OPINION OF THE COURT
This suit is for an unpaid balance of $800 upon an oral contract for a grazing privilege for lambing purposes for the 1923 season. The contract was made in January of that year. Plaintiff recovered the amount claimed, and defendant appeals.
As to the essentials, there is little dispute con*12cerning the language constituting the contract. Both parties spoke of the transaction as a “lease” of lands or of grass. They agreed that the consideration for the privilege was fixed at $1,600, of which one-half was paid at the time. According to appellant’s testimony, his promise as to the balance, acquiesced in by appellee, was:
“I will pay half of it down and the other half when I move the sheep down, when I come with the sheep.”
There having been sufficient rain after the making of the contract, and before the lambing season, appellant found it unnecessary to use the grass, and for that reason refused to pay the balance of the agreed consideration.
Appellant contends' that by this contract he paid $800 for an option on the grass, the use of which he was entitled to for an additional $800. Clearly the language employed in the negotiations and the final agreement is inappropriate to express such an intent. But he endeavored to maintain his position by proof of surrounding circumstances, and particularly of a local custom among sheepmen. The beginning of 1923 was very dry, and there was reason to fear a shortage of grass on the sheep ranges. At such times it was customary for sheepmen to Insure themselves against loss at lambing by taking options on grass; the usual consideration being one-third to one-half of the compensation agreed upon for the grazing privilege. It is unnecessary to set forth this evidence, which we have carefully reviewed. If the contract had been ambiguous, requiring resort to surrounding circumstances to ascertain its meaning, the proofs submitted might have been persuasive as to the intent of the parties. But the trial court found no ambiguity; nor do we.
Appellant contends that he succeeded in proving that such language as we have here had acquired, by custom, the meaning of an option. As to this, we need say only •that we agree with the trial court in overruling the contention. The evidence was quite satisfactory to the point that sheepmen customarily took options rather than to obligate themselves definitely to use and pay for the grass. But in most instances cited the parties had expressly so agreed, *13or the question had not arisen, because the grass had actually been used.
The parties were brought together by one Yates, a real estate broker. Appellant approached him first, and seems to have made it clear to him that he wanted to obtain an option on salt grass because of the then prospects for a dry season. Yates phoned appellee, and' the latter agreed (quoting from appellant’s brief) “to rent his salt grass pasture through Yates at the price of $2,000 for the lambing season”; and, according to custom, to pay Yates a commission. Yates then told appellant that appellee wanted $2,000. Appellant replied that that was too much. Thereupon Yates suggested that they go to appellee, and perhaps they could get it cheaper. They did so, and from that point the parties conducted the negotiations themselves, though Yates was present.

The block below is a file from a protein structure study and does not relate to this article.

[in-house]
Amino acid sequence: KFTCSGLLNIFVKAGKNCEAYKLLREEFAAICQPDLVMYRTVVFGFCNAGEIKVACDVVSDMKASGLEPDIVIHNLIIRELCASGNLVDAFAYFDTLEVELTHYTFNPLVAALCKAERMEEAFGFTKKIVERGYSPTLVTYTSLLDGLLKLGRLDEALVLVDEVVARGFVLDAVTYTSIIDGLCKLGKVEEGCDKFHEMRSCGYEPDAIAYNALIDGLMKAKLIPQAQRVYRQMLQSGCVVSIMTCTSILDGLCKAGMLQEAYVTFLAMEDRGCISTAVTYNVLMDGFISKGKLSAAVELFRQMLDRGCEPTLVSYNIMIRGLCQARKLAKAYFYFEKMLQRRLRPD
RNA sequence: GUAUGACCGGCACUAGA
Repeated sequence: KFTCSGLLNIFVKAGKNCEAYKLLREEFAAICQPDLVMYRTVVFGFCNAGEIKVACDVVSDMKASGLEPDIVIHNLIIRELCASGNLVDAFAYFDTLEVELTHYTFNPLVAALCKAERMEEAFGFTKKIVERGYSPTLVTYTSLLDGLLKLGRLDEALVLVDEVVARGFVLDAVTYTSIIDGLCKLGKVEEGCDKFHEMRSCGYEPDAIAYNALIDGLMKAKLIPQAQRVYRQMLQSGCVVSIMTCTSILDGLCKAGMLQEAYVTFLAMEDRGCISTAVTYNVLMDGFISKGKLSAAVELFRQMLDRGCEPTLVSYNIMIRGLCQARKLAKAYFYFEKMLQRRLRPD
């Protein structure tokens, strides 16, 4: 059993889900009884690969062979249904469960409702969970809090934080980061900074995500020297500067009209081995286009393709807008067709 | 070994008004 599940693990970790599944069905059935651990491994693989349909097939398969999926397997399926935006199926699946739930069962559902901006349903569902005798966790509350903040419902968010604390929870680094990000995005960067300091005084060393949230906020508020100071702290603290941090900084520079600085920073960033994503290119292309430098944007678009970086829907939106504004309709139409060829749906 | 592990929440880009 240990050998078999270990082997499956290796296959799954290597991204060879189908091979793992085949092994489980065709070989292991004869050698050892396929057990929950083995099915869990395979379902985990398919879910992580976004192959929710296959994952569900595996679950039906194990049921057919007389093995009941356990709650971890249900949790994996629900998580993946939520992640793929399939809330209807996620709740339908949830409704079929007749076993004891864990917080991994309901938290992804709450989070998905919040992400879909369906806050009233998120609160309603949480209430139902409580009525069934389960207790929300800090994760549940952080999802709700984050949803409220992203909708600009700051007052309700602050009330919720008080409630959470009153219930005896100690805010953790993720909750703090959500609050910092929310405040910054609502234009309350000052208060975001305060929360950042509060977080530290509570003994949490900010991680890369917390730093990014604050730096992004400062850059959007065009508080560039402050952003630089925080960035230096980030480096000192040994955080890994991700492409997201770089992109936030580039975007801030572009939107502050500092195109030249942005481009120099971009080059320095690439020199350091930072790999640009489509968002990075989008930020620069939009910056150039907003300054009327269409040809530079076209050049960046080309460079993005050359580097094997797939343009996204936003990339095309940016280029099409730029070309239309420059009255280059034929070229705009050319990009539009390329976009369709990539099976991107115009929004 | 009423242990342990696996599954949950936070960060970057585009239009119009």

Appellant contends that the language of the contract is to be interpreted in the light of his purpose, disclosed to Yates, though not to appellee, to secure merely, an option. It is his theory that, since Yates was appellee’s agent, the knowledge of the former must be imputed to the latter. The court rejected this view, finding:
“Martin Yates was the agent of the plaintiff in bringing the parties together for making the contract, but the contract was made between the parties, each acting for himself.”
We see no fault in this finding. If appellant had accepted appellee’s proposition, made through Yates, and had dealt with the latter as appellee’s agent, the case might be different. But he rejected that proposition, and thereafter negotiated directly with appellee. So Yates’ agency ceased to have importance. The contract is the agreement made at the time by the parties themselves, not one which might have been, but was not, made between appellant and the agent, Yates.
The court found:
“The defendant, at the time he made the lease in question, contemplated making an option contract according to the custom among sheepmen, but failed so to express his purpose as to make an option contract.”
*14Counsel contends that it thus appears that the minds of the parties did not meet, and hence there was no contract. This is unsound. The court was bound to look to appellant’s express assent. It could not regard his secret or undisclosed intent. Having agreed to pay when he came with his sheep, he is hound by it, though he meant to say he would pay if he came. 1 Williston on Contracts, §§ 18, 20, and 22.
The court found:
“After knowledge that the defendant would not use the salt grass and declined to pay the balance of $800, the plaintiff made no effort to mitigate the damages by leasing'the salt grass to other persons.”
Appellant contends that, having so found, the court erred in giving judgment for the full amount of the balance. The trouble with this position is twofold: Appellant did not plead in mitigation; nor did he produce any competent evidence tending to show what amount, if any, appellee, by reasonable effort, might have realized from the grass.
Appellee has submitted a motion to dismiss the appeal and affirm the judgment for failure of the appellant to file assignment of error within the statutory time. In view of our conclusion upon the merits, the motion requires no consideration.
Finding no error, the judgment will be affirmed and the cause remanded, with direction to enter judgment against appellant and his supersedeas sureties.
It is so ordered.
PARKER, C. J., and BICKLEY, J., concur.